Dov was born in 1929 to Dora née Klinger and Israel Weissberg. As Dov describes it, he was born “with a silver spoon in his mouth.” His father Israel was the owner of the largest fabric wholesale business in Lvov, and the family was wealthy. Dov and his brother Marian, three years his junior, received a very aristocratic education.
In accordance with the Ribbentrop-Molotov pact, Lvov passed to Soviet rule on 17 September 1939.
The family’s spacious apartment was found to be suitable accommodation for Soviet officers, and three officers and their families moved into the family home. The Weissberg family was eventually forced to leave, and so began the Weissbergs’ itinerant existence.
Lvov was occupied by Germany on 29 June 1941, in the course of Operation Barbarosa. In October 1941, the Jews of the city were incarcerated in a ghetto. The ghetto population was regularly reduced by the frequent aktions. In the most murderous aktion, in August 1942, Dov’s mother Dora was deported to the Belzec death camp. Israel, who remained in the ghetto, arranged false papers and hiding places outside the ghetto for his sons Dov and Marian.
Dov was sent to Warsaw on a night train on 22 December 1942. In Warsaw he was met by his uncles, Jozef (Jozek) and Lorenc Klinger, his mother Dora’s brothers, who were members of the Polish Resistance – the Armia Krajowa. Lorenc prepared false papers for Dov, who became Jozef Bielicki. Because of the grave danger, both to him and to those who hid him, Dov was moved between a total of eighteen different hiding places in Warsaw. On many occasions he managed to escape the notice of the Gestapo only at the very last moment.
In March 1943, Dov’s brother Marian rejoined his father in the ghetto. Marian and his cousin Mark were among a group of 200 Jewish children who were taken to be murdered on 17 March 1943. It was a revenge action, an act of vengeance by the Nazis for the death of a German SS officer by Tadek Drutkovski, a Jew in the ghetto. Israel did not want to leave his son and nephew - he joined them and all three were murdered in the Janowska camp in Lvov.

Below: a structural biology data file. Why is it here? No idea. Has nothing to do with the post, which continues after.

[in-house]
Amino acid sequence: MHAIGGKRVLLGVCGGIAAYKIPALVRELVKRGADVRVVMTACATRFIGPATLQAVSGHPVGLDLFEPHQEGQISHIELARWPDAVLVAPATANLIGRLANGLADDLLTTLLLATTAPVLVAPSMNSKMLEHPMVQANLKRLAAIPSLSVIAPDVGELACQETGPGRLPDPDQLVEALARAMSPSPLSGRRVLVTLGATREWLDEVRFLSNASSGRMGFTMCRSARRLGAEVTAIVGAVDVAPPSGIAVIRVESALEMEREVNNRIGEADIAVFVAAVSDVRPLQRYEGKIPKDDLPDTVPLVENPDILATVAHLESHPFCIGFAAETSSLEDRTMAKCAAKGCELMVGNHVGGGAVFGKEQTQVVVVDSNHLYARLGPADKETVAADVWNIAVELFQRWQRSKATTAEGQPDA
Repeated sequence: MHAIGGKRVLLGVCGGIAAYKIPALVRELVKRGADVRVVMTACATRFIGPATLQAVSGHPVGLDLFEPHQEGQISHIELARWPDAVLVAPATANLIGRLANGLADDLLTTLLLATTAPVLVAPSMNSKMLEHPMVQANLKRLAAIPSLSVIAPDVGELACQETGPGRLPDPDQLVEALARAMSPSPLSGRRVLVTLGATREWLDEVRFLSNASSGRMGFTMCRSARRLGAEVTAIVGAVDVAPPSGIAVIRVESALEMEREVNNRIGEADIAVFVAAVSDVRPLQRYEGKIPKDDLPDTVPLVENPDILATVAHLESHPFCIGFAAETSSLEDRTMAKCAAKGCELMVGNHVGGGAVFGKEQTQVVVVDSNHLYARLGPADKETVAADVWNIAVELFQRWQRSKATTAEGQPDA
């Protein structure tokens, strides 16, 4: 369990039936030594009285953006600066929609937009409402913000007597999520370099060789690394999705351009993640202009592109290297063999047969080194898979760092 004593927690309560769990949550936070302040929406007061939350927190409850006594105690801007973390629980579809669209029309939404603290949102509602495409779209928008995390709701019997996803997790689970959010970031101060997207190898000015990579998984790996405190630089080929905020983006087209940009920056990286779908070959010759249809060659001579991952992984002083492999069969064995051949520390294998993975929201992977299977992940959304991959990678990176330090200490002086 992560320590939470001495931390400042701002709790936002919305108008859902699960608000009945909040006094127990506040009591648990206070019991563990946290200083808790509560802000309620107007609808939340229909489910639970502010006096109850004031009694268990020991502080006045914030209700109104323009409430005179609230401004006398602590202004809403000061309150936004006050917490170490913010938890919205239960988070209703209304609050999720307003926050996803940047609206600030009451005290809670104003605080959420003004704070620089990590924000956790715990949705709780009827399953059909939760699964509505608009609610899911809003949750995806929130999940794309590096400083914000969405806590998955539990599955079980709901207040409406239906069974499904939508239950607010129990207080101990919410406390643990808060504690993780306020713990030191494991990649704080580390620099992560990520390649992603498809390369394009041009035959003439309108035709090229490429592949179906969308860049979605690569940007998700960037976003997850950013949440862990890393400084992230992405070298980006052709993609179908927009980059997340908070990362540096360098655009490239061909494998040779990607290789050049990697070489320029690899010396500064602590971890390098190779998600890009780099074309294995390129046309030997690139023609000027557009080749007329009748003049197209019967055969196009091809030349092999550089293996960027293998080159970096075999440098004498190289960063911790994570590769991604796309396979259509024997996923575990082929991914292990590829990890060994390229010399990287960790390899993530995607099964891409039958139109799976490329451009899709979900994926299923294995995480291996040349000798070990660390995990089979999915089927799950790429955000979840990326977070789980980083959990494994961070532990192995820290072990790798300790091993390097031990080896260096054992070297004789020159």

Dov heard the tragic news from his uncle Lorenc. Lorenc himself was executed for illegal underground activity shortly thereafter, in June 1944, in the Pawiak Prison in Warsaw.
At the beginning of May 1943, Dov entered his eighteenth hiding place at the Bajer family’s apartment. For seventeen months, until October 1944, Dov remained in their apartment without going outside even once. They also hid the husband of his aunt Stella (his mother’s sister) and another two Jews from Lvov.
During the Polish Uprising, in August 1944, the building in which they were hiding was hit several times. The roof was destroyed by shelling, a large opening was made in one of the walls and all the windows were blown in. Shrapnel and bullets penetrated the room in which they were hiding but did not injure them. On one occasion, a bullet damaged the wallet in Dov’s trouser pocket and punctured all the documents and photographs it contained. Thanks to the wallet, Dov himself was unharmed. At the end of September, after eight weeks of weakness resulting from lack of food, they decided to reveal their presence to their neighbors. The building management shared the small amount of food available to the residents with them. On 2 October 1944, the Armia Krajowa was forced to surrender to the Germans. Dov’s uncle, Dr. Jozef Klinger, was among those killed during the uprising; he was shot following his capture on 27 September 1944.
After the liberation in January 1945, Dov returned to Lvov and was reunited with his aunt Stella’s family.
In 1949, Dov began studying medicine in Wroclaw, Poland. In 1950, he immigrated to Israel together with his aunt’s family and completed his medical studies there. Dov established a family in Israel and eventually became a senior surgeon, saving lives on a daily basis.
Dov donated the punctured wallet that had saved his life to Yad Vashem, together with the punctured, forged documents that had been inside it.